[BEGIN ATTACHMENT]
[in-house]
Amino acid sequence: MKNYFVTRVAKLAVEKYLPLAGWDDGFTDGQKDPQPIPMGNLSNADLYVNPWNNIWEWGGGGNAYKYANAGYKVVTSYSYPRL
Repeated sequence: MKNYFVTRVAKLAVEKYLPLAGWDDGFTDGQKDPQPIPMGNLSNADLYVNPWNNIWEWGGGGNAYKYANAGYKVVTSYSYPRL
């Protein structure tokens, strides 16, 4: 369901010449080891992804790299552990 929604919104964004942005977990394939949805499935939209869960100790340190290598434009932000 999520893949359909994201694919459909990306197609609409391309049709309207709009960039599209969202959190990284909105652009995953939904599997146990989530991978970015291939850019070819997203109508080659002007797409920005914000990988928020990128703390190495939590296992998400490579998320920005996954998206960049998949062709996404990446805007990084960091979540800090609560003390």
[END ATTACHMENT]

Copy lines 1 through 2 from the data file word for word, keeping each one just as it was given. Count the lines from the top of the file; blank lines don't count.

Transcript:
[in-house]
Amino acid sequence: MKNYFVTRVAKLAVEKYLPLAGWDDGFTDGQKDPQPIPMGNLSNADLYVNPWNNIWEWGGGGNAYKYANAGYKVVTSYSYPRL